That’s possibly bad, since it means the practice facility wouldn’t pay any property taxes! Unless the concession agreement involved making payments in lieu of taxes. Reply cloudy, etc.

The Pistons have agreed to a 10-point community benefits plan, including investing $2.5 million over six years for the construction, renovation and refurbishment of more than 60 basketball courts in Detroit, the employment of at least 51 percent of Detroit residents on the construction of the practice facility and provide 20,000 free tickets a year to Detroit youth and area residents.

Better than nothing, but for what the DDA is putting into this, they could have built 1,000 basketball courts.

So, wait, who’s paying for that practice arena again?

Wait, what?

Okay, phew. You know, this “rough draft of history” stuff was a lot easier before Twitter got people publishing their actual rough drafts.

Anyway, total public subsidies for the arena are now at $334.5 million at minimum, and possibly even higher than that. You can argue that it’s worth it to Detroit to throw this money at the arena in order to lure the Pistons across the border from Auburn Hills — the tax impact may not be as huge as team owners like to pretend, but it doesn’t have to be to repay just $34.5 million — or you could argue that the Red Wings are eliminating a competitor (the Palace at Auburn Hills will almost certainly be razed now) and the Pistons are getting a newer home, and they’re both owned by billionaires who clearly want to do this deal regardless, so why the hell can’t they pay for adding a basketball court instead of Detroit be giving up scarce tax revenue?

More news tomorrow morning, if the magic eight ball clears up.

Coyotes schedule East Valley arena announcement for 1 pm ET, no further details available

I have to get on a train in a few hours to go talk in Connecticut tomorrow, so I really don’t have time for this breaking news:

After years of looking for a new home in the desert the Arizona Coyotes will announce Monday afternoon they have completed a deal for a new arena in the East Valley area south and east of Phoenix and Scottsdale that includes Tempe and Mesa, sources close to the deal told ESPN.com Monday.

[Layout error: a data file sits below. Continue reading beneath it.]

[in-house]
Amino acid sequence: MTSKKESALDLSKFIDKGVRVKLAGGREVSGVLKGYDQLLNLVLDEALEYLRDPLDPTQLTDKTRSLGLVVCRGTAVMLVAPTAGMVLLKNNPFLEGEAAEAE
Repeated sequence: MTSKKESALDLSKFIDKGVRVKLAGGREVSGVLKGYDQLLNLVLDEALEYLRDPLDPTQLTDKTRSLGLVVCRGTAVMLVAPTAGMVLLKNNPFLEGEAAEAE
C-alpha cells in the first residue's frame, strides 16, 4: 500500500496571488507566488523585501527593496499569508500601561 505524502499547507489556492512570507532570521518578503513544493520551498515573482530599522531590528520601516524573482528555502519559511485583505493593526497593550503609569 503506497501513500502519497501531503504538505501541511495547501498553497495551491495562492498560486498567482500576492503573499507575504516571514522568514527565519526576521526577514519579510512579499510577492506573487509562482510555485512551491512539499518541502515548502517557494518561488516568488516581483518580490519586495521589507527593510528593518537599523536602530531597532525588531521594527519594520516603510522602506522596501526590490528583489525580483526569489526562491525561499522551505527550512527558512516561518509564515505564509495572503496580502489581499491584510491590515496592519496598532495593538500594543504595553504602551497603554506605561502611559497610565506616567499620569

Further details of a new 16,000-plus seat arena that is expected to be ready for the start of the 2019-20 National Hockey League season will be revealed at a news conference set for 1 p.m. EST.

“The East Valley area south and east of Phoenix and Scottsdale” sounds like it’s not this plan, which is sort of in Scottsdale, though it’s also just barely south and east of Scottsdale, so maybe? Either way, as of just a couple of weeks ago nobody had any idea how to actually pay for that plan yet, so one hopes that somebody at that news conference will ask tough questions about where the money will come from.

I’ll try to post a followup once details are available, though I may be hampered if there’s no WiFi on the train. If necessary, feel free to post updates in comments, and I’ll join back in when I can.

Coyotes owners seeking up to $750m in tax kickbacks from Arizona, definitely think Arizona is stupid

We finally have a dollar figure for how much money in state sales tax kickbacks the Arizona Coyotes are looking for as part of a deal for a new arena, and holy crap:

One proposal floated at the Capitol would allow from $350 million to $750 million to be generated for an arena from sales and excise taxes imposed within a new taxing district. The plan, detailed in a 49-page draft bill obtained by The Republic, also could allow public funds to be used to build a hotel or other commercial real estate within the district, according to those who have examined the proposal…

The team would contribute $100 million to $170 million toward any project, according to Anthony LeBlanc, the team’s president and chief executive. He said the franchise is looking to build on 50 to 60 acres.

Suddenly, all of LeBlanc’s “we’re gonna build a new arena somewhere that’ll make us more money than playing in our already-built arena without that sweet $8-million-a-year subsidy we’ve been getting” talk makes sense: If they’re getting as much as $750 million in state tax money to build an arena, and maybe a whole bunch of commercial and hotel development on 50 acres of surrounding property, the team owners can put it pretty much anywhere and it’ll turn a profit. Hell, it might be a good deal even if nobody goes to Coyotes games, which is probably the business model that LeBlanc is looking at anyway.

Makes sense for the team owners, I should say, not for the state, for which a giant tax-increment financing district makes absolutely zero sense. For, say, Mesa or Glendale to devote tax dollars to a new arena is at least arguable, since they can hope to steal some consumer spending from the next town over. (This figure is usually overblown, but at least it’s non-zero.) For the state of Arizona, though, the benefits are as close to zero as possible: Hardly anybody ever travels to Arizona just to see a Coyotes game, which means any sales tax money that would be siphoned off to the team’s owners would be money that otherwise would be collected somewhere else in the state — in Glendale currently, but scattered all over  the state even in the event that the Coyotes were to leave Arizona entirely and people went back to spending their Coyotes ticket money on whatever they did before the Coyotes arrived.

The tax-subsidy bill is currently stalled in the Arizona legislature as this session runs out the clock, but LeBlanc has vowed to bring it back up in 2017. There may well be an announcement by the Coyotes in coming weeks of a preferred arena site, but make no mistake, that’s going to be the sideshow: Keep your eyes on this TIF district, because when it comes to taxpayer costs, it’s likely to be the main event.